*Trigger Warning – some content in this post may be triggering for those who have experienced assault*
My name is Villainelle. I’m new here – new to Live Derby Girls, and new to derby too. You’ll probably be hearing more from me about what I don’t know than what I do. That’s the nature of being a sparkly new derby girl – everything is fresh and uncertain. It’s the first day of school. It’s the early stages of a passionate, tumultuous relationship. It’s discomfort and uncertainty. It’s possibility.
But before I get into telling you about the foibles and pitfalls of being new, I want to tell you about something I do know:
Roller derby saved my life.
You hear this one a lot, I know. The Live Derby Girls have said it before. Derby culture says it all the time. But I don’t know if anyone is really listening. I don’t know if anyone outside the leagues really understands how powerful a force this sport is. Because from the outside, derby may look like just another game. It may look like a bunch of rag-tag misfit girls. Or, if you’re watching the newbies skate, it may look more like a bunch of baby giraffes tripping over their own legs. Either way, when you watch derby women skate around the track, you can’t possibly know how strong they are. You can’t possibly know that each one has been broken down into pieces, has seen herself split wide open and bare. You don’t know what derby has done for them; you only see the end result.
From the outside, you can’t possibly know that derby is the thing you need. If you’re falling apart, it can be the linchpin that holds you in place. It can teach you about the raw power of women. It can teach you about strength you didn’t know you had. It can carve you into pieces and show you what’s underneath. It can teach you how to shout down the wind, how to be the woman you’ve always been, deep down.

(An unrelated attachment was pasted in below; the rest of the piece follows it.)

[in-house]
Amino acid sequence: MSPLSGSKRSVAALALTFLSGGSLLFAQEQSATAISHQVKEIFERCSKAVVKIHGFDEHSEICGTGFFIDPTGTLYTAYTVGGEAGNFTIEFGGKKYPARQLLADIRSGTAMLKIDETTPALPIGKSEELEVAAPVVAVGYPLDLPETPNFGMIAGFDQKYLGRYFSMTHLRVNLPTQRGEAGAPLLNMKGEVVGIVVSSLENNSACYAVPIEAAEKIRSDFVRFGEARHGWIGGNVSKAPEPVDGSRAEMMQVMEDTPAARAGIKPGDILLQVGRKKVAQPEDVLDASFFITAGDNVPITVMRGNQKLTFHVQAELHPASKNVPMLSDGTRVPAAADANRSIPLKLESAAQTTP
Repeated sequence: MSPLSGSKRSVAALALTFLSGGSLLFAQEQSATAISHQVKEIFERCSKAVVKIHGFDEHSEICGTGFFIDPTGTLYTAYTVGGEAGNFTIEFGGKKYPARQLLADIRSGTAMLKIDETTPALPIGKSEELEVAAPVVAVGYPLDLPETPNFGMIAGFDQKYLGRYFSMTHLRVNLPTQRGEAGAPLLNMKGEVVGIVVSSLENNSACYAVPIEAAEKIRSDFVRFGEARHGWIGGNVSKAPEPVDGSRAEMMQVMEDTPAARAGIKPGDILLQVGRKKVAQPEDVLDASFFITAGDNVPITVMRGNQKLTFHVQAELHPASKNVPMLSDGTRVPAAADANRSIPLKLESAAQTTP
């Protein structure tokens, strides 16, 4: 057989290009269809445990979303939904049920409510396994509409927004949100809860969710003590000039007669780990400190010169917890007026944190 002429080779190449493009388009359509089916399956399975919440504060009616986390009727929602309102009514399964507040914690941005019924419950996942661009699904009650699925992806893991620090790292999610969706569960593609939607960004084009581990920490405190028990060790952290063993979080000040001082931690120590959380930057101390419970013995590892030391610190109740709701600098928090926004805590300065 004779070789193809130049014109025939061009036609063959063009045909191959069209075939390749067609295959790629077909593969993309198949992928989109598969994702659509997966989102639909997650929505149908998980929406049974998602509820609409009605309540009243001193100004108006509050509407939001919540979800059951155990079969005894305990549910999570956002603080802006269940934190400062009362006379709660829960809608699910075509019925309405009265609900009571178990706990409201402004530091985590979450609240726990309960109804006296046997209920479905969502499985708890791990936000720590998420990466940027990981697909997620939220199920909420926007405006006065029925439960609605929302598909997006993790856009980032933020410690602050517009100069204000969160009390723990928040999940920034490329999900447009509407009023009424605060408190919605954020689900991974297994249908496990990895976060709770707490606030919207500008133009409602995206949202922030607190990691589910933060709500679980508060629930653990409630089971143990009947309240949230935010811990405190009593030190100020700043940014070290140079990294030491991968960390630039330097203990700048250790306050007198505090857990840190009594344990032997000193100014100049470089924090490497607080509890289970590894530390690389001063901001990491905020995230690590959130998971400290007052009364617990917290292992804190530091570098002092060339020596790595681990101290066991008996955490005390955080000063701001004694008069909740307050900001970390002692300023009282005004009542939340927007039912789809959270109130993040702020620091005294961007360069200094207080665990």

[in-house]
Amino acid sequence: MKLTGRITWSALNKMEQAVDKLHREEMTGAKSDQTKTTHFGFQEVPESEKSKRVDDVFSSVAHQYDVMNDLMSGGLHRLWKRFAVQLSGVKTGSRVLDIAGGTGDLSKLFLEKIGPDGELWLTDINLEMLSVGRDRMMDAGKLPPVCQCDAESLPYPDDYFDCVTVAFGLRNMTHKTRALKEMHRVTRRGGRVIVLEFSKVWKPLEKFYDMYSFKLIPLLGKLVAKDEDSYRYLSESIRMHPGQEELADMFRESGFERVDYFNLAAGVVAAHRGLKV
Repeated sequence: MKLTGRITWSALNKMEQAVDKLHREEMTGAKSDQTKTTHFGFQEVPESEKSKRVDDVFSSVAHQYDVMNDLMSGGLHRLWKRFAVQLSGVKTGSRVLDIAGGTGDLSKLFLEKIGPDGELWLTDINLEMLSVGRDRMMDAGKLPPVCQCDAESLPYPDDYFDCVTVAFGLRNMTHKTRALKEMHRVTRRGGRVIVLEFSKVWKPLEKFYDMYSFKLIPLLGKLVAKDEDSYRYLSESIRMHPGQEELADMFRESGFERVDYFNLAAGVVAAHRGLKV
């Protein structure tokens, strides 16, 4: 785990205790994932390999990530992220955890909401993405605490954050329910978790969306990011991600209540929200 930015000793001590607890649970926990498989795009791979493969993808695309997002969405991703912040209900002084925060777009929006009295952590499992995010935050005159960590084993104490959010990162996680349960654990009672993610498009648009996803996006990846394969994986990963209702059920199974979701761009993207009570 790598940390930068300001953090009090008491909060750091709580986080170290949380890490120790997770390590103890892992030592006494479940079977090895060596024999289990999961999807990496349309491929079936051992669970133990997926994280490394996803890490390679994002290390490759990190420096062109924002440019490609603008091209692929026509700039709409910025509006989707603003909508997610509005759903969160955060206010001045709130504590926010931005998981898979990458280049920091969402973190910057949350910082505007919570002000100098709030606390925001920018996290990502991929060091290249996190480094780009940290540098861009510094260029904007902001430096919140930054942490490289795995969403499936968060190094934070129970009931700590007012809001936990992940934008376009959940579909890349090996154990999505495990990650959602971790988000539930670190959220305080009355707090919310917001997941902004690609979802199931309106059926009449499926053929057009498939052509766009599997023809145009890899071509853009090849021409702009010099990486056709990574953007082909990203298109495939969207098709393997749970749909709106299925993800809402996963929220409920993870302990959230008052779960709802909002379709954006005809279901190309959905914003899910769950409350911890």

Roller derby really can save your life.
Don’t believe me? Let me tell you what it saved me from.
Three years ago, two days after I turned 26, I was raped. The perpetrator was a friend and colleague, someone I had known and trusted for four years. He left marks up and down my spine, bruises across my arms. He slammed my body so hard against the futon in his living room that the slats beneath the mattress broke and splintered across the floor. He made sure I was scarred in places no one could see, then threw me out of his apartment to drive myself home, baffled and sore and crying, through the early morning streets of Los Angeles county.
I don’t talk about this incident much, for lots of reasons – mostly because I feel like it’s off-limits, a socially inappropriate topic of discussion. People don’t want to be reminded that this sort of thing happens in the world. But it’s always there, lurking just around the edges of my life. And in the years since, I’ve allowed it to take over, sometimes completely. I left L.A. – a city I love dearly – and moved home to Baton Rouge because of what happened – because I suddenly couldn’t move, couldn’t hold down a job, couldn’t think straight. I quit my career as an academic and a teacher because standing in front of a classroom gave me panic attacks. My life got derailed just as it was picking up steam – just as I thought I was finally landing where I wanted to be.
And because every good damaged girl loves a pattern, I left one bad situation and landed fairly quickly in another. Small, scarred women who’ve lost their confidence make awfully good prey for rotten guys, and I managed to find one and stay with him for nearly two years. He was the sort who shouted and threw things, who wanted to know where I was at all hours. He was the sort who insisted I was wrong when I knew I was right, who would tell me the sky was orange just to make me think I’d lost my mind. He was the sort who left bruises too, as though I didn’t have enough already. He was the sort who thought I needed to be “tamed.”
When I finally left him, back in October, I felt as though I barely had a body or an identity left to cling to. I was exhausted and terrified. When my best friend Sarah (now my RSRD teammate under the fantastic derby name CupQuake) invited me to join derby with her in April, it somehow seemed like the perfect answer. Derby, I though, could teach me how to be tough.
What I learned instead was that I already am tough.
In one of our first fresh meat lessons, referees Skunk Roller and Override explained to us the importance of recovery in a bout. Falling isn’t such a big deal; what matters is getting back up again. That was when I realized something I’d never noticed about myself: I’m a born derby bitch. Because I never go down for good. Things have been rough in the past, but I’ve found my way out. Before the first time I touched the track I’d already been juking and blocking and standing my ground. I’d been falling and rising over and over. And I’d never given myself credit for any of that. I’d paid too much attention to the falls, not enough to the recovery.
So if you’re prone to falling down, don’t think that means you can’t play.
If you give it a chance, roller derby really can save your life. Honest.